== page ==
California Law School Drops Founder’s Name As Part Of ‘Restorative Justice’ Plan

(Screenshot/YouTube/UC Law San Francisco)

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Alexa Schwerha Contributor
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The University of California Hastings College of the Law will now be rebranded as University of California College of the Law, San Francisco (UC Law SF) as part of an on-going effort to distance itself from the school’s founder for reported atrocities against native tribes in the 1800s.

A 2017 investigation into the school’s founder, Serranus Hastings, found that he played a role in “seizing” California land and accused that he “perpetrated genocidal acts against Native California Indigenous Peoples,” according to Assembly Bill 1936, which passed to approve the school’s name change. The bill, which details the school’s alleged ties to native genocide, also required the school issue an annual apology to the native tribes. (RELATED: Public School In Illinois Drops Thomas Jefferson From Name Due To Slavery Links)

The name change became official on Jan. 1, however it will take approximately six months to complete rebranding efforts, according to a Jan. 3 press release. The name change was “an integral part of restorative justice efforts” alongside “opening an Indigenous Law Center and providing legal assistance to California tribes through law school fellowships.”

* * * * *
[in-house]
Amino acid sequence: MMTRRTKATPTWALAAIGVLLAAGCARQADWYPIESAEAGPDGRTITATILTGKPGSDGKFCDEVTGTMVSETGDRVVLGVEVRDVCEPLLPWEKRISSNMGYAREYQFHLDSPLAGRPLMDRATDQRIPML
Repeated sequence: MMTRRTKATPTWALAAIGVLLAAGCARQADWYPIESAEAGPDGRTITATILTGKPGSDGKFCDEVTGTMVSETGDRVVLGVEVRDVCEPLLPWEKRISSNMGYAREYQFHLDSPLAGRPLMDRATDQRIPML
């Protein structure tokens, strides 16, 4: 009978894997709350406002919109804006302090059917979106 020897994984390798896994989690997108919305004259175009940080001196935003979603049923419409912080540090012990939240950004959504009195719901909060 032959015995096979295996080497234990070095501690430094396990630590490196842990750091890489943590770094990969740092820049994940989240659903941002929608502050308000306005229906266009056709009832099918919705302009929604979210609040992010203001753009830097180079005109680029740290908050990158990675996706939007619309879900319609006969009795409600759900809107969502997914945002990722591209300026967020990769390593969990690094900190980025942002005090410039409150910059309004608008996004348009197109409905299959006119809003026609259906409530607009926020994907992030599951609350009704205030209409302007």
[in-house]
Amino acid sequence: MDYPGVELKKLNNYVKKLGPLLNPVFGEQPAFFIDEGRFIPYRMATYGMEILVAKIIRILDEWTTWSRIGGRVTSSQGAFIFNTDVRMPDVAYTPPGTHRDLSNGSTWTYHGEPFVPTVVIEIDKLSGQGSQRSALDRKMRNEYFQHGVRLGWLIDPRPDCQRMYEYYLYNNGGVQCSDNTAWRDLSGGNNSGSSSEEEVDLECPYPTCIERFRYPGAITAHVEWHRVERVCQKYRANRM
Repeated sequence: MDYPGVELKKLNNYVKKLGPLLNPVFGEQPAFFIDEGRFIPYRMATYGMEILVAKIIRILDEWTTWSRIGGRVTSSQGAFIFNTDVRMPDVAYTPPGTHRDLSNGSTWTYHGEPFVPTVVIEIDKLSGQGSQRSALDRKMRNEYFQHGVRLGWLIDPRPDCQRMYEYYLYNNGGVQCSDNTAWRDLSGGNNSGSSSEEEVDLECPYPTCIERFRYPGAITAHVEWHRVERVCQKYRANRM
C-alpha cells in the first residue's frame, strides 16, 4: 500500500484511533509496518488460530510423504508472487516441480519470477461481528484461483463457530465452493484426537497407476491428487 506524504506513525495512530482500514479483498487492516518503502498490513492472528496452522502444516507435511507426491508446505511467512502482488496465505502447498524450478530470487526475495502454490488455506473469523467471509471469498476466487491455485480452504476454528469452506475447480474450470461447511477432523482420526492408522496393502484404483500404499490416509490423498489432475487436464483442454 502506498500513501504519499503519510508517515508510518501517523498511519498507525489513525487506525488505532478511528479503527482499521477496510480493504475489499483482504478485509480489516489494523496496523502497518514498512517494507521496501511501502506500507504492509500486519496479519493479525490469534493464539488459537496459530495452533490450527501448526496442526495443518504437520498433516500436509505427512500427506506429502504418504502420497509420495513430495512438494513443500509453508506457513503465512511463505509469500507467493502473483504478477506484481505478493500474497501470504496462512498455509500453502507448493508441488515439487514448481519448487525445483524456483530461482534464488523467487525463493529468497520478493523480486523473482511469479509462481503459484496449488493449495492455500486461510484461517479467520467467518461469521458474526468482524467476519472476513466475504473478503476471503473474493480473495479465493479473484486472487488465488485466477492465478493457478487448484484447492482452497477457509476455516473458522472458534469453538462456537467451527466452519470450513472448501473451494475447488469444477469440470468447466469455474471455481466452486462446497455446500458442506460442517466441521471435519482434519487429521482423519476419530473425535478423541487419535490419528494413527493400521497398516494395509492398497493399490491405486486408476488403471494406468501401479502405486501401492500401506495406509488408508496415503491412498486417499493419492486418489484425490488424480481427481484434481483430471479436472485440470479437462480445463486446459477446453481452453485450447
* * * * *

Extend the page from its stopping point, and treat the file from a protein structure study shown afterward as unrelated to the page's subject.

“Our new name accurately reflects our law school through its geographic location and recognizes it as an anchor institution in the City of San Francisco, where we’ve proudly made our home since its founding in 1878,” Chancellor & Dean David Faigman said in the press release.

The name change faced significant pushback from both the native tribes that were to be considered in the name change and Hastings’ descendants. Native representatives argued against including the city in the school’s name during a July meeting because of its connections to “the Catholic mission system,” Cal Matters reported.

“To us, the name San Francisco means the same kind of death and destruction as the name Hastings, just a different time and place,” Steve Brown, councilman of the Yuki Committee, reportedly said according to Cal Matters. “We don’t feel restorative justice would be accomplished by substituting one name with a horrific history for another with an equally horrific history.”

Additionally, Hastings’ descendants attempted to stop the name change by filing a lawsuit in October which questioned the accuracy of the allegations against the school’s founder.

“There is no evidence that S.C. Hastings desired, requested, or knowingly encouraged State or its militia to commit mass-murder or any other atrocity against Native Americans,” the lawsuit reads.

A California trial judge dismissed the case on Dec. 20, clearing the way for the school to order a complete revision of its name, Bloomberg Law reported.

The Round Valley Indian Tribes did not immediately respond to the Daily Caller News Foundation’s request for comment. UC Law SF responded with the press release.

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